Intentional Stillness

Ponder your typical morning. Wake up, grab your phone, bathroom break, check notifications & emails, and off you go to start the day. Easily relatable?

As busy as we make our ourselves out to be (“Hey, how are you?” “Good, busy” – A statement I hear too often), we tend to forget the importance of stillness, to be apart from the hustle and bustle. It’s so easy nowadays to feel burnt out and drained from our daily duties and responsibilities. As much as many enjoy modern day “self care” (i.e. online shopping, pedicures, wining and dining), materialistic things only help in the short term. A quick fix (dopamine spike) to decompress, and then we’re back to a state of stress.

We are engrained in the idea that we need to always be and stay busy. And if we’re not, well, we get caught in the illusion that we’re wasting time. But the truth is, allowing yourself to pause throughout the day helps decrease stress and make us feel more in-tune to life. What’s the fun in life if it just passes us by?

Intentional stillness can be as simple as 5 minutes a day. The ultimate goal is to be able to give yourself a little time to sit still and to be mindful of the present moment. If I could provide any insight, it would be to make this time for yourself and make it a priority.

I lacked this practice for majority of my life. The second I woke up in the morning, the buzz began. I thought I was invincible, getting as much done in a day as I could to chalk it up as a productive, successful day. As I’ve gotten older, I realize it’s the ultimate self-sabotage. Slowly but surely, my history began to unfold. Throughout 2020, I’ve developed a true love & understanding for finding stillness in my day when I noticed I could not shut off my mind (especially at night) and old emotions/experiences (suppressed for years on end) popped up. And, when feelings of anxiety peaked and would not subside while tension oozed throughout my body, I knew I had to find an approach to tend to what was going on.

So, I gave myself space. I made room to stop in between constant movement and busy moments throughout my mornings, afternoons and nights to sit and feel. To observe and become aware of the present moment and all that comes with it. Let me tell you, this simple practice has transformed my perspective on what it means to be truly content, because when I’m not worrying about what happened yesterday or what’s going on tonight or in a week, I feel most alive.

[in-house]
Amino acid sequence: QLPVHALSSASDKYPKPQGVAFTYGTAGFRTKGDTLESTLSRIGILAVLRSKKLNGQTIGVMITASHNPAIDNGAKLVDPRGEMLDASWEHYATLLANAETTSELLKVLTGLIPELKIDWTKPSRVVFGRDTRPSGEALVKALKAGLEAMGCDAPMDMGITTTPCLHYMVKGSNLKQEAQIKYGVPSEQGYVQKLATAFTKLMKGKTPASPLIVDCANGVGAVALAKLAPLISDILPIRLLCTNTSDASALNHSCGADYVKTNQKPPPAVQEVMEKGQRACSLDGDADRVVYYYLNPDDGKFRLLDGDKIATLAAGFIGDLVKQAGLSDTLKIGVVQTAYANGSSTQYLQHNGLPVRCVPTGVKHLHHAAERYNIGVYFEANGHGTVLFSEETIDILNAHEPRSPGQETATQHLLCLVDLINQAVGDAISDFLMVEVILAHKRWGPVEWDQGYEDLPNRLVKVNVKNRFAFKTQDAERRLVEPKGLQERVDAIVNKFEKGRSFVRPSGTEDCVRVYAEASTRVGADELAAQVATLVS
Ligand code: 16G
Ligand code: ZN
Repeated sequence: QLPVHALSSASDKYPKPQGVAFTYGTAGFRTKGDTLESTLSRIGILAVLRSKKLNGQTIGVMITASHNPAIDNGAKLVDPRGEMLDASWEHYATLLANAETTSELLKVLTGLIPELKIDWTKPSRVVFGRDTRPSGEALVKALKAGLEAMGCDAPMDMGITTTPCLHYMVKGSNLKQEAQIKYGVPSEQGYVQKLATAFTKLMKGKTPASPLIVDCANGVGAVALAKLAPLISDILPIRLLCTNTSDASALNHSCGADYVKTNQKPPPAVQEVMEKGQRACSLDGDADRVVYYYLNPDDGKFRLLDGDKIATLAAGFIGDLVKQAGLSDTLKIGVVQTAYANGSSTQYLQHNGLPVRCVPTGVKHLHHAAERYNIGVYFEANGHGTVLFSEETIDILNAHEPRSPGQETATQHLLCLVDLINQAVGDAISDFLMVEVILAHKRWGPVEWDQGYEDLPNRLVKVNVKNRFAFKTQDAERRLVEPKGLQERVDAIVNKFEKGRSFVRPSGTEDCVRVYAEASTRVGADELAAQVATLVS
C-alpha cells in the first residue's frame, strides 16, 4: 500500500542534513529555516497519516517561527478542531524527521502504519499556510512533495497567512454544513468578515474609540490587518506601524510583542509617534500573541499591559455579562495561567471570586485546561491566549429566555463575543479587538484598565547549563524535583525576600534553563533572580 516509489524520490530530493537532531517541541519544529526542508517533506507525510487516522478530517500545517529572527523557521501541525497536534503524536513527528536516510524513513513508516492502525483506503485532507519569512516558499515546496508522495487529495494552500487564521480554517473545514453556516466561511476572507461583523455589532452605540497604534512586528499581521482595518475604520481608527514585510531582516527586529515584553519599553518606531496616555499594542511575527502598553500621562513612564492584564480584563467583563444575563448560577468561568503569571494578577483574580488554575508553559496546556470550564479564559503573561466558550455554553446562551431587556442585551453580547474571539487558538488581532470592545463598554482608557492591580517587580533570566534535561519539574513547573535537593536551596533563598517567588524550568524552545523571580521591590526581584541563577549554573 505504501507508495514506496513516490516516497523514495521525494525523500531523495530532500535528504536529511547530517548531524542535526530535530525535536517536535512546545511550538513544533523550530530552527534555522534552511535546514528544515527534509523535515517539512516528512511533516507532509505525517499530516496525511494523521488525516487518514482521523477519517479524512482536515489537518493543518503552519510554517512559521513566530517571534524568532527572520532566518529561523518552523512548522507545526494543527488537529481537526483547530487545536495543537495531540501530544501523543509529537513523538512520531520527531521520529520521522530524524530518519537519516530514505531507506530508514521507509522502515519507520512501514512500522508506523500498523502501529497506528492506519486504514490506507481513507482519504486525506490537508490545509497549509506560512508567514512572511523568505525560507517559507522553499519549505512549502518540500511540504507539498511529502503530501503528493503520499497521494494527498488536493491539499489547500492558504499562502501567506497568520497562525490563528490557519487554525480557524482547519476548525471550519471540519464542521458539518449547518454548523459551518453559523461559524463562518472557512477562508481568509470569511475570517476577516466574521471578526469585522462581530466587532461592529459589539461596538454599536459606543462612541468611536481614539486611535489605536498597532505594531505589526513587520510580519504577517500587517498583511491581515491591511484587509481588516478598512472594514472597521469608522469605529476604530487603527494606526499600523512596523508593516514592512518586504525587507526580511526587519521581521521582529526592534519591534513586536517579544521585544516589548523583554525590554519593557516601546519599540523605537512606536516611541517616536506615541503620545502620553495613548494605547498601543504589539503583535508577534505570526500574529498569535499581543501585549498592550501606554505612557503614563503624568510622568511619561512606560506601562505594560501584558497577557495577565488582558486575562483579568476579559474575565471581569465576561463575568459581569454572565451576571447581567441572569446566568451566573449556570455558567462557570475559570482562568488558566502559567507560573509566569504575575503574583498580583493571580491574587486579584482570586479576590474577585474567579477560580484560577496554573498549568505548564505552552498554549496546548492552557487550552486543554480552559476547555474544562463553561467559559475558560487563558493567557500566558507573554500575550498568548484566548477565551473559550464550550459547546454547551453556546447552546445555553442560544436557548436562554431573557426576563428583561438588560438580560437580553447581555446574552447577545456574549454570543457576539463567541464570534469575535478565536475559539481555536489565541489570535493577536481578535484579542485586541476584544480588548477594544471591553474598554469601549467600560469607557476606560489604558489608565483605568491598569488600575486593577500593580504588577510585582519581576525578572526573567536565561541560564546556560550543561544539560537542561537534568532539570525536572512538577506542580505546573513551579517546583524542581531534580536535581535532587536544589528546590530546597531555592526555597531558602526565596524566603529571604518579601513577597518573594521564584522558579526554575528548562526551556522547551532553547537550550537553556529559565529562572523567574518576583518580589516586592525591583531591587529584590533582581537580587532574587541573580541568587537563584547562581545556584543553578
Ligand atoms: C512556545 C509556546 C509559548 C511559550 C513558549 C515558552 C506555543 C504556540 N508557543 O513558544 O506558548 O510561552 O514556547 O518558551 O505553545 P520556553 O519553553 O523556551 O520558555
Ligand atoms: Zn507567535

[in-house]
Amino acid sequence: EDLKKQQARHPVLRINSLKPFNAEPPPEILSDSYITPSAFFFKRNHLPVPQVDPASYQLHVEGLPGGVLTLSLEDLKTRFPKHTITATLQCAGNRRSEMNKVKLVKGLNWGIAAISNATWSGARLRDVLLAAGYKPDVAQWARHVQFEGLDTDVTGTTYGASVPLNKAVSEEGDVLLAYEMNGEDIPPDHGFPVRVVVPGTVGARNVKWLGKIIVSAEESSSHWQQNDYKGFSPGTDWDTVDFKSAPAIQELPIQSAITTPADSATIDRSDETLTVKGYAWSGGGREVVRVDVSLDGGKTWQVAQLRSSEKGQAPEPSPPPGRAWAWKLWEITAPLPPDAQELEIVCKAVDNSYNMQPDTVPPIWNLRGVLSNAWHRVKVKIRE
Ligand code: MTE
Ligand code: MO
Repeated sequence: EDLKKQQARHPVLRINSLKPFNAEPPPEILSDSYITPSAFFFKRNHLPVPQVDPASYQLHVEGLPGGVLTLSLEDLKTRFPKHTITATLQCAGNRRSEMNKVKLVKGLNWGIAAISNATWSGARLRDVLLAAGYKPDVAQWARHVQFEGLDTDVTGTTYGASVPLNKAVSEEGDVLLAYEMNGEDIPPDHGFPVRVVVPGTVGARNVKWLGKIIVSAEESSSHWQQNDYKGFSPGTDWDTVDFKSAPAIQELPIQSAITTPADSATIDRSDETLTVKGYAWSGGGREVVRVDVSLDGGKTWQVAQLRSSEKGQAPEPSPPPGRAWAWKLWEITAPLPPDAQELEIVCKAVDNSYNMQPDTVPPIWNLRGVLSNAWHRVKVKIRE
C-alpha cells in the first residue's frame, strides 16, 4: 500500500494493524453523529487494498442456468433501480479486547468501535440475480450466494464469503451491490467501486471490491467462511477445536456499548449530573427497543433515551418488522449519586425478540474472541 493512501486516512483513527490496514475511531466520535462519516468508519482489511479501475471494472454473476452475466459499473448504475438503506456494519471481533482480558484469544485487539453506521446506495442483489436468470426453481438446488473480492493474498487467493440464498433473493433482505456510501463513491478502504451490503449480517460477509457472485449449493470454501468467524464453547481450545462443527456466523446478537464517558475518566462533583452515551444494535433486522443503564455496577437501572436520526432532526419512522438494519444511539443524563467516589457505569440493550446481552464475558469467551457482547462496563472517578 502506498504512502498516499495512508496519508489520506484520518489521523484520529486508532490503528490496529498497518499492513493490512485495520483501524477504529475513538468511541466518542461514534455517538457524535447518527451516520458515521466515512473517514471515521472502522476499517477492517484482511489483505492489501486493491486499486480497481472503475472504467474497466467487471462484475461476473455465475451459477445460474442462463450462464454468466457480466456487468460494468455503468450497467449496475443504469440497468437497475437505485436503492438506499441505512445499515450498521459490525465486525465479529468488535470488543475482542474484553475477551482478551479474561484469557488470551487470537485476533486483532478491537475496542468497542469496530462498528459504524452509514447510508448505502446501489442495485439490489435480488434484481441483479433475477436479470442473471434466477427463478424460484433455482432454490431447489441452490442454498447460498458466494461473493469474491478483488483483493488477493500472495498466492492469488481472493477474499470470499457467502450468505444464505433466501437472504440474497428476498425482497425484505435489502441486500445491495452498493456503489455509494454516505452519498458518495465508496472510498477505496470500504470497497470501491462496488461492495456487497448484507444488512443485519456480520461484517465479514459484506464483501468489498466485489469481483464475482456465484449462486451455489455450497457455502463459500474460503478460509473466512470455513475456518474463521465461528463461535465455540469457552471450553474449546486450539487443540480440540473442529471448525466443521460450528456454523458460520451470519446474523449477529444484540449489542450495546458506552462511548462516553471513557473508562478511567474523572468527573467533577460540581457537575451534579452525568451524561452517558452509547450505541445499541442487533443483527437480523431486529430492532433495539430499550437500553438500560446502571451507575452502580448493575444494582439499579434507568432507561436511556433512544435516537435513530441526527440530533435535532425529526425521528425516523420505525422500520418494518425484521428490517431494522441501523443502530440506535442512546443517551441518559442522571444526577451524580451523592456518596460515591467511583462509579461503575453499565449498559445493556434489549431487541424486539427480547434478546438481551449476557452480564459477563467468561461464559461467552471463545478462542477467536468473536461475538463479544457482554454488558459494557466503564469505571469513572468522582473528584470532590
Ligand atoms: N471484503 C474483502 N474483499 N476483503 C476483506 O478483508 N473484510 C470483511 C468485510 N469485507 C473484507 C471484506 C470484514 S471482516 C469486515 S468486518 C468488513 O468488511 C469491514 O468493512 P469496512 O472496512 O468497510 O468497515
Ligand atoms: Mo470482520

Try this: Find a cozy spot in an upright position, and take a deep breath. Allow your thoughts to fade, and focus on what is in that moment. If thoughts arise, pause to notice, and let them flow (visualize a passing cloud in the sky). Bring yourself back to the present moment. Focus on your breath, in and out.

There will be days where stillness is easy, whereas other days it’s challenging (what’s going on in my life at that time always reflects the difficulty of my practice). But, the great thing is there is no right or wrong way of this because what DOES matter is a little dedication to your breath and finding time & space for this practice. The point is to not block out the mind chatter; realistically we can’t. The takeaway is to simply notice.

You can practice stillness anywhere. In bed, in your car, at your computer desk, in the corner of a room, while you’re waiting in the line at the grocery store, wherever feels best and right for you. My favorites are in my bed, on my yoga mat, on the back patio, and I’ve even taken solo trips to the beach to strengthen my practice in nature with the soothing sounds to accompany me.

Truth is, we all need a little time to ourselves, no distractions. Experiment with this idea: see how you spend your time by yourself. Are you social media scrolling when you’re bored at home & stuck in traffic or killing free time with another binge-worthy Netflix series? If so, you might need to rethink what you’re doing with what may feel like minuscule moments in the day, because believe or not, they are a big force in your life… more than you know.

No Comments

    Leave a Reply